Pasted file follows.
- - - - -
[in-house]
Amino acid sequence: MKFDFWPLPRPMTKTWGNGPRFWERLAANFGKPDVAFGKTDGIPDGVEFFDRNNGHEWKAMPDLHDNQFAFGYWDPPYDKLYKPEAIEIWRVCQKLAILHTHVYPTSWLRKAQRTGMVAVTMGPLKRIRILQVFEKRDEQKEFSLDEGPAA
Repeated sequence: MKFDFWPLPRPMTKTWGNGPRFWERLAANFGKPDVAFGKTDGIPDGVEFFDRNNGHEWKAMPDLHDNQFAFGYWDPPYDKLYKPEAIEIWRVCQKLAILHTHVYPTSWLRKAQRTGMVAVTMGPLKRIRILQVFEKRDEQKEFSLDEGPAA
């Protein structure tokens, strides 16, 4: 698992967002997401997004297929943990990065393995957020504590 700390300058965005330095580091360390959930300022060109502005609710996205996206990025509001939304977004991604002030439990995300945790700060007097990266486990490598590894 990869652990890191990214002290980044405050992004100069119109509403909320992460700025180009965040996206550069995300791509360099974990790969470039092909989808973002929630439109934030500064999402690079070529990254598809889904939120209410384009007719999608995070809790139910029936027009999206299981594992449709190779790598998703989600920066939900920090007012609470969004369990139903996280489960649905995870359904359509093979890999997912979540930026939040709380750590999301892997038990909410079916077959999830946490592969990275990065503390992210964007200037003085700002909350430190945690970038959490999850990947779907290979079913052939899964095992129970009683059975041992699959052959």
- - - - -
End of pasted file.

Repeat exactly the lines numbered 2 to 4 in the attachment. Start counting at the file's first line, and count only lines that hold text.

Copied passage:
Amino acid sequence: MKFDFWPLPRPMTKTWGNGPRFWERLAANFGKPDVAFGKTDGIPDGVEFFDRNNGHEWKAMPDLHDNQFAFGYWDPPYDKLYKPEAIEIWRVCQKLAILHTHVYPTSWLRKAQRTGMVAVTMGPLKRIRILQVFEKRDEQKEFSLDEGPAA
Repeated sequence: MKFDFWPLPRPMTKTWGNGPRFWERLAANFGKPDVAFGKTDGIPDGVEFFDRNNGHEWKAMPDLHDNQFAFGYWDPPYDKLYKPEAIEIWRVCQKLAILHTHVYPTSWLRKAQRTGMVAVTMGPLKRIRILQVFEKRDEQKEFSLDEGPAA
């Protein structure tokens, strides 16, 4: 698992967002997401997004297929943990990065393995957020504590 700390300058965005330095580091360390959930300022060109502005609710996205996206990025509001939304977004991604002030439990995300945790700060007097990266486990490598590894 990869652990890191990214002290980044405050992004100069119109509403909320992460700025180009965040996206550069995300791509360099974990790969470039092909989808973002929630439109934030500064999402690079070529990254598809889904939120209410384009007719999608995070809790139910029936027009999206299981594992449709190779790598998703989600920066939900920090007012609470969004369990139903996280489960649905995870359904359509093979890999997912979540930026939040709380750590999301892997038990909410079916077959999830946490592969990275990065503390992210964007200037003085700002909350430190945690970038959490999850990947779907290979079913052939899964095992129970009683059975041992699959052959």